Wednesday, October 18, 2006

Bunker Week – Part 1 – Bunkers in Nature

Notice the height of the lip!

For the architecture enthusiast, this series will make a good run for at least a week. I’ve decided to concentrate my efforts strictly on bunkers.

I have no illusion that somehow someway I can provide a tutorial that will explain to you the placement and depth of every bunker, but I will certainly do my best to help you gain some insight. After all some of the best bunkers simply "occurred" without ever being created and this in itself is a great place to begin.

A lot of the revered bunkers at the great links came to be by circumstance. Often they were small hollows created by sheep or blow-outs created by wind. Some were depressions that were almost natural bunkers right from the start while others were scars that are still there but just kept a lot more formally than they once were. Many of the greatest bunkers were natural.

I’ve been reading extensively about the Old Course once again and the quest for the origin of the Road Hole Bunker caught my attention. I had always assumed that the bunker was added by Allan Robertson when he made alterations to the 17th green. Well it seems that the bunker was in place already by his 17th birthday since it is shown on an early map of the course. It was originally thought that he added the bunker when he did his work to expand the 17th green, but now we know differently. The origin [as I understand it] is the people of the town apparently used to dig in many of the bunkers to get shells and this location was a particularly good spot close to the town. The bunkers depth came from the people’s quest for shells; which eventually was stopped when the golf course became to busy and popular to allow this activity to continue.

Notice the difference in bunker lips!

Even the Road Hole Bunker itself has evolved from its origins throughout the years. Think of the constant build up of sand on the lip and the regular replacement of the revetted bunker face that takes place now and you will understand how much this bunker changes on a regular basis. I have pictures from 1989 where the lip wasn’t near as high, the bunker was slightly smaller and the bottom was not near as deep. They have restored the bunker fairly frequently and usually now use old photos as direction. Each recent change has been well documented in golf magazines for each of the British Opens. The bunker is now so deep, with a lip so high, that recovery is nearly impossible for all but the most skilled. I often wonder how much of the bunkers greatness has to do with evolution.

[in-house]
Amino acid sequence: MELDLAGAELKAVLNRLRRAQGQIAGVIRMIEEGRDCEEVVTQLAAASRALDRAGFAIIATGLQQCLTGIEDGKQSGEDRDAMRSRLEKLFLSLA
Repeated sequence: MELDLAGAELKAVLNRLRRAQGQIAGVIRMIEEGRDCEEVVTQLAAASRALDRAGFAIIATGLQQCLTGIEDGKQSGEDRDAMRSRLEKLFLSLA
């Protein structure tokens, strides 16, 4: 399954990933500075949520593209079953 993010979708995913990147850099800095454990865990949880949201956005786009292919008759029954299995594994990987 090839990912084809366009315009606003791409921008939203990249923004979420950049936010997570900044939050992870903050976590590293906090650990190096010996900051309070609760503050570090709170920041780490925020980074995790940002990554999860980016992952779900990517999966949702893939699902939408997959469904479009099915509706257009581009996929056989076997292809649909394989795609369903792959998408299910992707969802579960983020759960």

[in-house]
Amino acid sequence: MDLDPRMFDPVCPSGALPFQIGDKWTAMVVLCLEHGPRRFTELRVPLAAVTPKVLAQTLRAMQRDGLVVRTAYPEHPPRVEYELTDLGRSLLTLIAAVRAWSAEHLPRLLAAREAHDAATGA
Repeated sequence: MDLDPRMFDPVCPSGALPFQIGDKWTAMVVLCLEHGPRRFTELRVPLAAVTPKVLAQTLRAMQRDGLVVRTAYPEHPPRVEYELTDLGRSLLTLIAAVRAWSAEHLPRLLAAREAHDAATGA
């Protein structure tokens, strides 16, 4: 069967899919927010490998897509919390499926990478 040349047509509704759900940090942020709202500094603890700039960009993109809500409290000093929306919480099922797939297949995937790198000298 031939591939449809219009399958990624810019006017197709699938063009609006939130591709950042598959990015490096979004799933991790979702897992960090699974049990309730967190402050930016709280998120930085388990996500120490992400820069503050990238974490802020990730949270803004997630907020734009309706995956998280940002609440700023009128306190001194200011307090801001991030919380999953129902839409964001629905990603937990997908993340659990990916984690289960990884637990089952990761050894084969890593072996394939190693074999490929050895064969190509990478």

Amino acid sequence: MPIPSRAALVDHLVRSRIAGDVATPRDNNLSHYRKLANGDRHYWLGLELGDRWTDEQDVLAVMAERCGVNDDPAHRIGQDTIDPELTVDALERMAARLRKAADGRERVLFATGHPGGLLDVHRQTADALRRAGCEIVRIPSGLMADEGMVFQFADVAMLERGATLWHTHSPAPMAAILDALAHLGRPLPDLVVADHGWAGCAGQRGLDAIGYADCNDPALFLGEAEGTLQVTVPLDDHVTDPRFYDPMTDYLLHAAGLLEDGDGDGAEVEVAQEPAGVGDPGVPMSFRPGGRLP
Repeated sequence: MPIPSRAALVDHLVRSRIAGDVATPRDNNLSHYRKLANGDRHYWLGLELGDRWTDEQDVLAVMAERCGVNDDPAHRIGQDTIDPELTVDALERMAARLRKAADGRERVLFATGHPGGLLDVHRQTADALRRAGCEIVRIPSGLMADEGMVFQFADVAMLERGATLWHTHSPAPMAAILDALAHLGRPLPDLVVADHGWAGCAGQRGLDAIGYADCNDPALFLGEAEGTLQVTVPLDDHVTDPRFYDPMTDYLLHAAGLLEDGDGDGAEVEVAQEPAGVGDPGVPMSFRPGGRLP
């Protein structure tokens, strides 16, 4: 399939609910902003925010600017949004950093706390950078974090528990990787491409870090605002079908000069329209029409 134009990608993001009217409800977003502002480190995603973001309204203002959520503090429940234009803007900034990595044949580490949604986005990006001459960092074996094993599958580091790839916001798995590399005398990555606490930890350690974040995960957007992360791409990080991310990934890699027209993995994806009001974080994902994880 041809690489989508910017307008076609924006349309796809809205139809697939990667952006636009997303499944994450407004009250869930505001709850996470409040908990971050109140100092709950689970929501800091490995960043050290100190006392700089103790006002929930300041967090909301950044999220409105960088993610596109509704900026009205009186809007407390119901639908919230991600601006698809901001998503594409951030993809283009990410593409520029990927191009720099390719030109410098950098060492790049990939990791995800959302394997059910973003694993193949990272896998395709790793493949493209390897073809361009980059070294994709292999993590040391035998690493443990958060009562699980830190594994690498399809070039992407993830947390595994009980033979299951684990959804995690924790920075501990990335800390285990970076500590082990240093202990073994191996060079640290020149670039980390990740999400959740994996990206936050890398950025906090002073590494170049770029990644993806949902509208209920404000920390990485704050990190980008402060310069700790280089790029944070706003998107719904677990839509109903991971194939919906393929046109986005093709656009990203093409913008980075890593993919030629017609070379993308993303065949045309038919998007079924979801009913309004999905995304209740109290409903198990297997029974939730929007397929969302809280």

Now think of what I have said so far, the bunker which I think is the best in the world was not placed by an architect, and the depth was determined by circumstance. Even evolution seems to have made the bunker even more of a factor than it initial was. The initial lesson is to go find the natural bunkers that nature has already provided right on the property.

Modern architects generally bulldoze everything and then build the bunkers into the locations that make the most sense by distance and intended strategy. This myopic view does not deal with mixed abilities or the constant changes in technology. Bunker placement needs to sometimes be more natural and happenstance to make the game interesting for everyone. It’s too bad so many architects don’t seem to see that the land often makes many of the best decisions for you by providing natural hollows and scars to be used in the routing of the course. The reason that Coore and Crenshaw are so respected by their peers is there ability to use the existing site. Just look at Sand Hills many of the holes are designed around a series of very impressive natural blowouts. Bill Coore explains why they routed many tee shots diagonally over the blow outs at Sand Hills when he states, “There is nothing more thrilling or appealing than skirting over an impressive or fearsome hazard.” Coore and Crenshaw found and used the natural hazards of the property at Sand Hills, as opposed to making them, and that is what makes that course more memorable than almost any other course in the world.

Find the natural bunkers first, then start adding new ones.

Next Why We Need Bunkers:


John B. said...

I vote that we get rid of bunkers altogether. My ball always seems to end up there...

dave k said...


How many years apart are the 2 photos?

I also noticed how far left of the pin the second player is coming out of the bunker. There must be some serious green slope in play to get that ball close to the pin. Either that or he is almost as bad a bunker player as me.

Look forward to the rest of the series.


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